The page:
I’ve also been reading about religious language. The words that we use to describe God and religion are becoming a small obsession of mine. One of the articles that I found myself reading in relation to that is the article Is “God” a Trigger Word?. I have often pondered both the positive and negative connotations of words that we barricade our faith with, but it’s the first time that I really thought about how “God” in itself can be a barrier for many people.

That’s all for today.  I’ll share more articles soon!!

7 Things I Learned in February

I’m taking an idea I have seen with several writers, but originally saw on Modern Mrs. Darcy. This seems to have been popularized with Emily P. Freeman, and so I’m writing down both the profound and the mundane things that I learned in February.

1. 7UP originally contained lithium.

I was watching a You Tube video with the children about the origins of various soft drinks, and so many of the stories were new to me. Yes, I knew that Fanta originated in Nazi Germany, but I didn’t know that 7UP contained lithium.

I also didn’t know that Coca-Cola was originally a cocaine and wine combination until prohibition made wine illegal. Even as a Georgia native, I found that surprising and difficult to believe. My children say that we must plan a trip with the Hubby to the World of Coca-Cola and see what other strange soft drink facts we can find.

2. Even the news I see come across a social media feed is customized based on my friends, my reactions, and my previous clicks.

Two books I read this month (Ten Arguments for Deleting Your Social Media Accounts Right Now and Redeeming How We Talk) both made the argument, from completely different perspectives, that social media decreases our exposure to other viewpoints. This, of course, lowers our empathy towards others, as we don’t realize that our tailored feeds don’t match the tailored feeds that other people see. We assume other people are seeing the same things we are, and so we don’t understand where their different perspectives on life come from.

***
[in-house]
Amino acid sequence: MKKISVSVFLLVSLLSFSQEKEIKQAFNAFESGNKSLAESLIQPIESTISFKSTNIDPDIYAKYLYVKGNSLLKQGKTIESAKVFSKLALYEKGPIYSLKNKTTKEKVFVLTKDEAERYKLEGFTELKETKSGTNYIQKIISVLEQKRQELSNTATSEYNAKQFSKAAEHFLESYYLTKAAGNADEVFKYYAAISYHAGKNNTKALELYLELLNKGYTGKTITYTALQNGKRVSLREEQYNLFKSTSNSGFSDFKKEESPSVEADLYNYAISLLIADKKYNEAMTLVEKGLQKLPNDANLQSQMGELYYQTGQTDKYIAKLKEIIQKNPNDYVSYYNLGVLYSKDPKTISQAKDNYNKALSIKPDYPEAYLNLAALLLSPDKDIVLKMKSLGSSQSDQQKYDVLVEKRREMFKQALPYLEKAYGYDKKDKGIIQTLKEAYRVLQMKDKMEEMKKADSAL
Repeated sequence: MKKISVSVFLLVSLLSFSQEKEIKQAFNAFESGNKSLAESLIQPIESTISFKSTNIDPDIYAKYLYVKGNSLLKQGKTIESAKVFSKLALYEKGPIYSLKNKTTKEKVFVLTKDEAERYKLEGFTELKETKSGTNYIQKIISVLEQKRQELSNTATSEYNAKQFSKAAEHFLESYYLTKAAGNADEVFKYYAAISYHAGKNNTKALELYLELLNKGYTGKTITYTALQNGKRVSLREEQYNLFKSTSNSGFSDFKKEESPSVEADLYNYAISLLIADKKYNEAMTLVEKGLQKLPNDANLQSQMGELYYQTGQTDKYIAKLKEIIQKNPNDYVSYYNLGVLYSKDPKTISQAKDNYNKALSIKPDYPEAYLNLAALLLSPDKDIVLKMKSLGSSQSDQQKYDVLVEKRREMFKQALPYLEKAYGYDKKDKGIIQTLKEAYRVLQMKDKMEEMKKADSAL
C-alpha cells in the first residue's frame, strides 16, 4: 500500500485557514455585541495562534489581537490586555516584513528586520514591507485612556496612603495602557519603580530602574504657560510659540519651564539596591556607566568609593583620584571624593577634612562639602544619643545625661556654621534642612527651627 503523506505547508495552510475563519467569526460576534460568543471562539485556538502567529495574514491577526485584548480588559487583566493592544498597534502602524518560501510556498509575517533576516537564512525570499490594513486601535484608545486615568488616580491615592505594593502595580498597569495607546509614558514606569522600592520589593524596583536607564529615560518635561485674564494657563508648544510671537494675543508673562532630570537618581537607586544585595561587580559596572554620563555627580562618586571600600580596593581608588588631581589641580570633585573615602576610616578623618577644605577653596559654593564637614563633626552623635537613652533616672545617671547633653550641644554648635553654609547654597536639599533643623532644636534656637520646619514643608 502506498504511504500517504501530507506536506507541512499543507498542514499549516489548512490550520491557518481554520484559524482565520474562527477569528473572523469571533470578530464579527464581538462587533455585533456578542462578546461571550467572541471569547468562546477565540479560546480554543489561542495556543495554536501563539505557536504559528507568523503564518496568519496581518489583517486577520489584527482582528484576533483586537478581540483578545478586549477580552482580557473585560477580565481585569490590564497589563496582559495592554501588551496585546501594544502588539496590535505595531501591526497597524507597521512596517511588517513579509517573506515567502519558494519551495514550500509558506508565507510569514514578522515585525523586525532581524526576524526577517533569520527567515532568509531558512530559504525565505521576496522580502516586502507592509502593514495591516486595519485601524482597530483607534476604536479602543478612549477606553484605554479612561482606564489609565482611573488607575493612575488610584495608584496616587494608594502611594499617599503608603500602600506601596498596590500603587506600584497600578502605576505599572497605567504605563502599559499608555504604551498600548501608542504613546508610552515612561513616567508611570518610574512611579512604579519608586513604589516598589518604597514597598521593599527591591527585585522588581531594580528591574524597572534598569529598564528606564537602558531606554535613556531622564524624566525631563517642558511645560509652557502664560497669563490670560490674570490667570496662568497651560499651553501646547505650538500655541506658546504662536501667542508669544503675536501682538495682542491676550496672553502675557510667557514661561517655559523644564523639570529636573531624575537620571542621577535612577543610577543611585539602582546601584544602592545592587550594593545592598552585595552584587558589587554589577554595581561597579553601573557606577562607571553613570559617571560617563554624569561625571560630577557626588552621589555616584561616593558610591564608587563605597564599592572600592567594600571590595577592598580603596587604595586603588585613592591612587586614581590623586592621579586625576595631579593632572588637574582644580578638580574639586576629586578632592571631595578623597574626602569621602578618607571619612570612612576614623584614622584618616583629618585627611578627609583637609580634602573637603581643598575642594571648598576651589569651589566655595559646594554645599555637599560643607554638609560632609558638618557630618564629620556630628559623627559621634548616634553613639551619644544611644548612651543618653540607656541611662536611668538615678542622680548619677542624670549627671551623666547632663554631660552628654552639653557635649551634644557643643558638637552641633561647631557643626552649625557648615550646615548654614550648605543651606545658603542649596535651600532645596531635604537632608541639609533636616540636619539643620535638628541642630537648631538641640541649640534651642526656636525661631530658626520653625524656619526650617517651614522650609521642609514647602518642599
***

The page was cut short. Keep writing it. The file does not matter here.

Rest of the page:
3. Quitting social media increases my happiness and contentment in life.

I took Jaron Lanier’s six month challenge for social media seriously. The only time I have been getting on either my Instagram or my Facebook is to watch a friend’s Facebook lives (for her jewelry sales). My happiness in life has increased, and I am not downing myself or angry anymore at comparing the areas where I just don’t compare to other people. Facebook makes me sad and I don’t miss it.

Except I don’t know what to do when I pick up my phone now and have nothing to do. It’s like I’ve taken away something to do with my hands in public. It also makes me notice how much time other people spent on their phones and how I am often the only person in a room not attached to my phone. I also notice how much time my hubby spends scrolling Facebook on both the computer and the phone, and it bothers me a little.

I haven’t made the commitment to delete my social media accounts yet, and I will even send this post out through Facebook, but if you want me to see a comment on the post, you should probably leave me a blog comment.

4. How to reset my Fitbit.

I just learned this today. I was sitting on the couch and my Fitbit told me my heart rate was 154. I knew that couldn’t be right. I had to text my husband and ask him how to reset it. On a Versa, you need to hold down the left and bottom right buttons until it turns off. Then, you can tap the left button and it will come back on.

When I turned my Fitbit back on my heart rate was 82. I knew it wasn’t reading it right but my first impulse was to go, “Oh no! What’s wrong with my heart?” Maybe I have an over dependence on technology.

5. What a dreamer is.

I admit that I have not been well versed on the immigration debate. They start talking about walls, amnesty, paths to citizenship and dreamers and I just kind of zone out. I don’t know enough to comment on DACA, the wall and other things related to the immigration debate. So, this month, I read Welcoming the Stranger to try and help counterbalance some of that.